Katy: Yeah, naps throughout the day, like, help with productivity and stuff. If you.. want to read this. [hands her a magazine] What?
Eleanor: I was hoping you could read my mind.
Katy: Wouldn’t that be nice?
Eleanor: You want to do something stupid this weekend?
Katy: Yeah. I’m the queen of doing something stupid. What are you thinking?
Eleanor: Get bent, take a train to the city, save the world.
Katy: When did you become an idealist?
Eleanor: A couple of seconds ago.
Katy: I have a date with the dentist this weekend… I should get back to work. I’ll come wake you up in a little bit.
Side note: I laughed out loud at how the magazines were placed on the periodical shelves, which you can see better in the closeup above of Katy. I am very familiar with that kind of magazine holder with the red spines, but I have NEVER seen magazines placed on their side like that in a library before. At least, not when there’s enough room to place them upright so that patrons can, you know, READ THE TITLES. Did this film not employ a real librarian consultant? But at least you know they filmed in a real library, because there are call numbers on the spines of the books!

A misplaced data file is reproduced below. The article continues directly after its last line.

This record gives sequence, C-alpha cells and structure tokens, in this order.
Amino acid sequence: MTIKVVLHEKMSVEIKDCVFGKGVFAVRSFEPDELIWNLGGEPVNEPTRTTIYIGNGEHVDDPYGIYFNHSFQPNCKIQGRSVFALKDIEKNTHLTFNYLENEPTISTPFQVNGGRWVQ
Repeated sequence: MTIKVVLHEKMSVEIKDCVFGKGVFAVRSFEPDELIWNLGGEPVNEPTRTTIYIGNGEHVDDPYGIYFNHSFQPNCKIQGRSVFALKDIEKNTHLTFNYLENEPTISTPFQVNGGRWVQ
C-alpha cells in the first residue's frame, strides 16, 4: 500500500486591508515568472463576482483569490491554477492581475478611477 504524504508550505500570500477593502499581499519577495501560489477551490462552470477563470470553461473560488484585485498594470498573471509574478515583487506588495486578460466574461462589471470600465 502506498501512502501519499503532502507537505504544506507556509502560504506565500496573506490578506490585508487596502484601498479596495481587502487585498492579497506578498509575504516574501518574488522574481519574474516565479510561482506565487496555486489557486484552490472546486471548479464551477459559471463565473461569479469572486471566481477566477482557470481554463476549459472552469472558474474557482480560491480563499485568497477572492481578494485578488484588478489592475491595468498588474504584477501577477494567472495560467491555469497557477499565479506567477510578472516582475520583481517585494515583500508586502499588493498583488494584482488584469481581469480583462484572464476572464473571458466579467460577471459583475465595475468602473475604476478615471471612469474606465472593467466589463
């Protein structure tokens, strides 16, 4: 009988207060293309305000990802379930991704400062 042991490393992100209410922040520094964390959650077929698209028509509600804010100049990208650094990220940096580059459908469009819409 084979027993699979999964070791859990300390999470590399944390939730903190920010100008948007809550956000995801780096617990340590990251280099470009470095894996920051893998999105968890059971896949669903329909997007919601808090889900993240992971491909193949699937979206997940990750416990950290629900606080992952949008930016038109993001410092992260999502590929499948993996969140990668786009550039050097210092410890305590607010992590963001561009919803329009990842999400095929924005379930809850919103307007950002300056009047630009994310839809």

Eleanor and Katy then go to a club, along with Katy’s dentist date, and they have fun dancing together. They both admit they feel old, which is a charming bit.
Eleanor starts kissing another guy while Katy looks on in concern, and we don’t see Katy again until almost the very end of the film, when she drives Eleanor to their airport.
This version of the film is an hour and a half long. We never get to see Katy in this version, as she and Conor never have any scenes together. This version should be subtitled The Disappearance of the Reel Librarian, right?! 😉
However, we do get many more scenes with Ciarán Hinds, who plays Conor’s father. That almost makes up for the lack of Jess Weixler in this version.
This version of the film is an hour and 40 minutes, and we get many more details and backstory about Katy. Many scenes we see in the Them version that feature Kay are also extended in the Her version.
Extended scene in the car